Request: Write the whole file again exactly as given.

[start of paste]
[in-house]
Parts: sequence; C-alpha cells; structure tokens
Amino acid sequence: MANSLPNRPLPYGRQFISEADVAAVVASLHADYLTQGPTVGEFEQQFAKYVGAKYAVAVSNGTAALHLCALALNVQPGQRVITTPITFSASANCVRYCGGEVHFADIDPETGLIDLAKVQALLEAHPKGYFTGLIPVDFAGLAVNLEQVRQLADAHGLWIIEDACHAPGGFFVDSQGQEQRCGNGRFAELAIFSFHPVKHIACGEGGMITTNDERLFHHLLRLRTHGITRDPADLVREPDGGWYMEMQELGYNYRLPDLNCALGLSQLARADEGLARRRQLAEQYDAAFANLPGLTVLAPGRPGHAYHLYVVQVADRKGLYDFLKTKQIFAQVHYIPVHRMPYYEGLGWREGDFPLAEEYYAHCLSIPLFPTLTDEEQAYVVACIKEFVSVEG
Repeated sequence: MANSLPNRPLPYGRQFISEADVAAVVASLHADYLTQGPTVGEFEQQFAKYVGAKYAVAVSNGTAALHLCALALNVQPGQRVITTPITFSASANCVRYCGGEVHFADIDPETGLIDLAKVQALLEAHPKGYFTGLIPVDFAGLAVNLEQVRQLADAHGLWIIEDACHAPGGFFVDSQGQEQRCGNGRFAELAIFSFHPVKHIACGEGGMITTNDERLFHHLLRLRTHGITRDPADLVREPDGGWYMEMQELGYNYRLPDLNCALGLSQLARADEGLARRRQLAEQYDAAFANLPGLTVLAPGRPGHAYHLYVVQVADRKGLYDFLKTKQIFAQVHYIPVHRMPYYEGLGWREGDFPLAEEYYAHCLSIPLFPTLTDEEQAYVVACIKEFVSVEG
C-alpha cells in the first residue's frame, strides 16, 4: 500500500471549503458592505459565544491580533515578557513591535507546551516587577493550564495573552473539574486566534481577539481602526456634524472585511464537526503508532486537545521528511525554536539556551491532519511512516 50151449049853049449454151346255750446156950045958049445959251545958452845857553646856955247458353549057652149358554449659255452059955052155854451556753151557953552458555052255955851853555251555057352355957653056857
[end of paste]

[in-house]
Parts: sequence; C-alpha cells; structure tokens
Amino acid sequence: MANSLPNRPLPYGRQFISEADVAAVVASLHADYLTQGPTVGEFEQQFAKYVGAKYAVAVSNGTAALHLCALALNVQPGQRVITTPITFSASANCVRYCGGEVHFADIDPETGLIDLAKVQALLEAHPKGYFTGLIPVDFAGLAVNLEQVRQLADAHGLWIIEDACHAPGGFFVDSQGQEQRCGNGRFAELAIFSFHPVKHIACGEGGMITTNDERLFHHLLRLRTHGITRDPADLVREPDGGWYMEMQELGYNYRLPDLNCALGLSQLARADEGLARRRQLAEQYDAAFANLPGLTVLAPGRPGHAYHLYVVQVADRKGLYDFLKTKQIFAQVHYIPVHRMPYYEGLGWREGDFPLAEEYYAHCLSIPLFPTLTDEEQAYVVACIKEFVSVEG
Repeated sequence: MANSLPNRPLPYGRQFISEADVAAVVASLHADYLTQGPTVGEFEQQFAKYVGAKYAVAVSNGTAALHLCALALNVQPGQRVITTPITFSASANCVRYCGGEVHFADIDPETGLIDLAKVQALLEAHPKGYFTGLIPVDFAGLAVNLEQVRQLADAHGLWIIEDACHAPGGFFVDSQGQEQRCGNGRFAELAIFSFHPVKHIACGEGGMITTNDERLFHHLLRLRTHGITRDPADLVREPDGGWYMEMQELGYNYRLPDLNCALGLSQLARADEGLARRRQLAEQYDAAFANLPGLTVLAPGRPGHAYHLYVVQVADRKGLYDFLKTKQIFAQVHYIPVHRMPYYEGLGWREGDFPLAEEYYAHCLSIPLFPTLTDEEQAYVVACIKEFVSVEG
C-alpha cells in the first residue's frame, strides 16, 4: 500500500471549503458592505459565544491580533515578557513591535507546551516587577493550564495573552473539574486566534481577539481602526456634524472585511464537526503508532486537545521528511525554536539556551491532519511512516 50151449049853049449454151346255750446156950045958049445959251545958452845857553646856955247458353549057652149358554449659255452059955052155854451556753151557953552458555052255955851853555251555057352355957653056857